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After a long drive down toward the Shenandoah Valley, passing southwest across Pennsylvania into the mountains of Virginia, Venue arrived near sunset at Luray Caverns, just in time for their final tour of the day.

The surreally ordinary door through which you access Luray Caverns.

Discovered in 1878, the caves at Luray remain on private property. This means that, unlike their counterparts in the National Park Service, whose educational and recreational programs are constrained by strict ecological and historic preservation guidelines, Luray is a show cave—an artful blend of natural and built subterranean forms, visited by roughly five million people a year.

State laws extend into the subterranean world.

Also a popular destination for school field trips, the caverns are by no means wild or remote; they are well-lit, family-friendly, and not insignificantly altered, with as much as twenty percent of the original cave, our guide explained, removed or expanded to accommodate human passage.


The caverns, which extend throughout an area nearly sixty-four acres in size, are home to an array of formations, from dripping pillars that look as much like lithified swarms of ancient jellyfish as they do columns of rock to semi-translucent rippling curtain forms known as "cave bacon" and an extraordinary reflective lake filled with crystal-clear (although very shallow) water.

Their showpiece, however, is a nearly four-acre underground musical instrument made from the stalactites of the cave itself.

Yes, that's acres.


This organ, the Luray Cavern's website explains, was "conceived" by a man named Leland W. Sprinkle, "a mathematician and electronics scientist at the Pentagon."

The keyboard of the organ.

The instrument visitors now encounter, extensively wired up to the labyrinth of stalactites hanging down from the ceiling, actually takes its inspiration from an earlier version, as Russell H. Gurnee explains in his informative booklet Discovery of Luray Caverns, Virginia.

"A wall decoration not far from the Saracen's Tent," Gurnee writes, describing the "original natural instrument" from which Sprinkle's invention takes its cue, was not invented, as such, but instead "consisted of fifty-six graduated columns arranged like the pipes of an organ."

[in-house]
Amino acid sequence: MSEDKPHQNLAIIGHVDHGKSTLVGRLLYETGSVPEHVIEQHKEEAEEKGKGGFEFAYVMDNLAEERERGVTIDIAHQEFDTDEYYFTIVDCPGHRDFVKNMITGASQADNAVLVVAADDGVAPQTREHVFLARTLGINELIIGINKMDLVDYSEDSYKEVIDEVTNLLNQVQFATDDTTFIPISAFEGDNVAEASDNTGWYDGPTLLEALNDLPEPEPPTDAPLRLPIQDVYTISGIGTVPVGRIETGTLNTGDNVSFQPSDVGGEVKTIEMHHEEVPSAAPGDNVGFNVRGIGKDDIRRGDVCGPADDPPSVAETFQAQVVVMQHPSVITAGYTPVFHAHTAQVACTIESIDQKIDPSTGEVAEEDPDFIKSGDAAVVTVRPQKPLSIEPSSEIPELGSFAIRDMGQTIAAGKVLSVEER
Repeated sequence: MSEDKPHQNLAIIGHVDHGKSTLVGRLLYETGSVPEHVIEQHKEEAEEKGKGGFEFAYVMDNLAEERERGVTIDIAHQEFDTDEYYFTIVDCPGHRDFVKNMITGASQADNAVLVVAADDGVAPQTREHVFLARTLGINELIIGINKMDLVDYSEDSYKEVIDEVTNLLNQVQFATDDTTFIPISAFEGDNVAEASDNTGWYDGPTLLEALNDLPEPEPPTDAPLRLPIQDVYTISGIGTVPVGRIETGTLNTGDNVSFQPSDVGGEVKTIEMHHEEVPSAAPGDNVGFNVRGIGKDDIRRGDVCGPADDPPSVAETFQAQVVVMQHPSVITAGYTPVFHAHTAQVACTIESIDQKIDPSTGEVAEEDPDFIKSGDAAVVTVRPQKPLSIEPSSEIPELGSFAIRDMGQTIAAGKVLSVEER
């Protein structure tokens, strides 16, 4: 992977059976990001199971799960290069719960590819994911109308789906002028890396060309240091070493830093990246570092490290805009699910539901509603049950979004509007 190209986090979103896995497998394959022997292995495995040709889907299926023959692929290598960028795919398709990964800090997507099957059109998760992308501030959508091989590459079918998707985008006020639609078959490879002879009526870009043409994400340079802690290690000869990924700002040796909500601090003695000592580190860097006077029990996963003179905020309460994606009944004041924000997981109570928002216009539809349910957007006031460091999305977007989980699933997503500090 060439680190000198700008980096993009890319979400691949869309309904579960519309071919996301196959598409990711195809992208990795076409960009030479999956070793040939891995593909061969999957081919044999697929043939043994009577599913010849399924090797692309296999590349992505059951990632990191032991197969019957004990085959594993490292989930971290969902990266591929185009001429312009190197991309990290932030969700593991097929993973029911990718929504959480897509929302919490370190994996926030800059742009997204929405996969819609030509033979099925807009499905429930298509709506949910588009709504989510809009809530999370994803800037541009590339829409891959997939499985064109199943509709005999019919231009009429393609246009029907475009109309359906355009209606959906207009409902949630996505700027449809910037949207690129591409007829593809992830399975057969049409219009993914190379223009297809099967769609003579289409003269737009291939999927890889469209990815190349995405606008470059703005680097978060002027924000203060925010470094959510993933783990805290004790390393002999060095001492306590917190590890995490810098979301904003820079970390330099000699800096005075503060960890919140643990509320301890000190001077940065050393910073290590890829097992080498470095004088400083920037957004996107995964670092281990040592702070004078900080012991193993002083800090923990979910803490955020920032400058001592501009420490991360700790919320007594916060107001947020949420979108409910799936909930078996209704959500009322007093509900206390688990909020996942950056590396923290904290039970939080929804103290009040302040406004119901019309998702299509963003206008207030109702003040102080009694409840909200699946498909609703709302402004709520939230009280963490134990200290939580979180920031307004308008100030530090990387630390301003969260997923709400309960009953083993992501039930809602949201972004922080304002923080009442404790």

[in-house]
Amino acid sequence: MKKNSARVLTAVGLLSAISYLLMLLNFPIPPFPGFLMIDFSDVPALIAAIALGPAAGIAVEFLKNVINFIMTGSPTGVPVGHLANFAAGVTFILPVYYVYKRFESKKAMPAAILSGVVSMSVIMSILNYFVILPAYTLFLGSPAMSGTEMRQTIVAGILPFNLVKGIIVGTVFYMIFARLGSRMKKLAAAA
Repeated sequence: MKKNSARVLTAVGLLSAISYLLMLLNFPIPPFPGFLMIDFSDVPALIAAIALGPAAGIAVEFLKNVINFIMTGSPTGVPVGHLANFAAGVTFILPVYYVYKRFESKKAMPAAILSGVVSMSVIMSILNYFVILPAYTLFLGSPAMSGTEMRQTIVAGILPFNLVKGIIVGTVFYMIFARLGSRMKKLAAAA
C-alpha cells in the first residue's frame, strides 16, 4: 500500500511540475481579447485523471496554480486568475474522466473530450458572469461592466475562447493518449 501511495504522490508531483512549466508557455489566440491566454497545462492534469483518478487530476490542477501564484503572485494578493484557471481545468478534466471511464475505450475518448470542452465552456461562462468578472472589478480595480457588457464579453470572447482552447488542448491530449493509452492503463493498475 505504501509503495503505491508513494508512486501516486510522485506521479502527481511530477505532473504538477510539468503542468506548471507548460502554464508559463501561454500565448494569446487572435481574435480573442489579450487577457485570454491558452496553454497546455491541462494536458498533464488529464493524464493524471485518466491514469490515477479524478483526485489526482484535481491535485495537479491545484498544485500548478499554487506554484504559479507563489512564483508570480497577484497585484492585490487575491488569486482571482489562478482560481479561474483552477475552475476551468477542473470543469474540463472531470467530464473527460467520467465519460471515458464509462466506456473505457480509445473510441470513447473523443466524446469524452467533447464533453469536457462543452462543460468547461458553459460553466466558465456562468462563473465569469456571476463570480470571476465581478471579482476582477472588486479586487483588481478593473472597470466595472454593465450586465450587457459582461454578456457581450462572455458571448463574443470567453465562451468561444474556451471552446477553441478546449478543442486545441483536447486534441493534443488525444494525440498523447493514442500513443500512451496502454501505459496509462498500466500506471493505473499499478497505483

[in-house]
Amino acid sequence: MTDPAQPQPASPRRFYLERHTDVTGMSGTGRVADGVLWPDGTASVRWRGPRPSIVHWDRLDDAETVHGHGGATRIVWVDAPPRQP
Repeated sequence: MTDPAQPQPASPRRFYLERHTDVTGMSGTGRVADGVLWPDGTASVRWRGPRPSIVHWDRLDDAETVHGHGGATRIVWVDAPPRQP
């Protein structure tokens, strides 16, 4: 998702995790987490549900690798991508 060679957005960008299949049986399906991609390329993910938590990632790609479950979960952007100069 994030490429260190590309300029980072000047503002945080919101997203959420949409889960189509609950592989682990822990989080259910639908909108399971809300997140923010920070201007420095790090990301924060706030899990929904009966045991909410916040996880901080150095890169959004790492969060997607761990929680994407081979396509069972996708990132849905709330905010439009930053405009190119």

These graduated columns could be played: tapped with hammers or a flashlight, and resonant tones would result.

The mallets are remarkably easy to miss.

Sprinkle's organ relies on the same principle—tapping stalactites of different size and resonance, like a xylophone—but at a much more awe-inspiring scale. The organ keys are connected to small rubber mallets strung up to the rocks by way of five miles' worth of wires.

In the words of Luray's administrators, this "stalactite-tapping instrument" apparently took thirty-six years to perfect: "Three years alone were spent searching the vast chambers of the caverns to select and carefully sand stalactites to precisely match the musical scale. Only two stalactites were found to be in tune naturally."


The deliberately theatrical, Willy Wonka-like red keyboard adds to the sense of tourist gimmickry that pervades most show-caves—the addition of manmade wonders ("the largest musical instrument on earth!") sitting uncomfortably alongside the subterranean sublime.

The organ's music is, nonetheless, sonorous, omnidirectional, and highly atmospheric, as well as a virtuoso display of mechanical invention.

Instagrams of mallets and wires cobwebbed across the cave.

Only one man plays the organ, our guide informed us, but in his absence, we instead listened to a preprogrammed sequence, a kind of geological piano player; the song we thus heard was an old hymn by Martin Luther, called "A Mighty Fortress Is Our God."

It percussed and rang across the cobweb of rubber hammers in speleological surroundsound, indicating through echoes that there were yet more distant parts of the cave we would not have time to explore.


We stood there for three or four minutes in appreciative silence, listening to this electrical contraption that formalized the otherwise random actions of an earlier generation of explorers who merely tapped on the rocks around them. A habit, you might say, became a machine.

Hearing the Earth ping with music written centuries ago, it was hard not to wonder how literally fantastic it would be to have one's own, secret access to some vast subterranean instrument wired together in tangles of valves, mallets, and wires—sitting alone at night in a mansion in the mountains of Virginia, perhaps, as a fog sets in, playing this buried machine that uses the planet itself as a resonation chamber, hollow cavities, from the smallest tunnels to gigantic chasms several counties away, shivering with the induced seismicity of your own music. Sounds hum up through your old wooden floorboards, and glassware in the kitchen begins to vibrate.

Until such a day, it's easy enough just to listen to Luray on CD: indeed, we picked up a copy of a 2001 album offered by the shop upstairs called Midnight in the Caverns by Monte Maxwell. In that recording, the triggering of the mallets is clearly audible as a kind of secondary clicking beneath the music, which gives the songs a slightly robotic feel—an extra layer of strangeness that, like the addition of the organ to the caverns, it didn't need but, in the end, isn't any the worse for. We put the CD on repeat for the next few hours as Venue left Luray behind.
 
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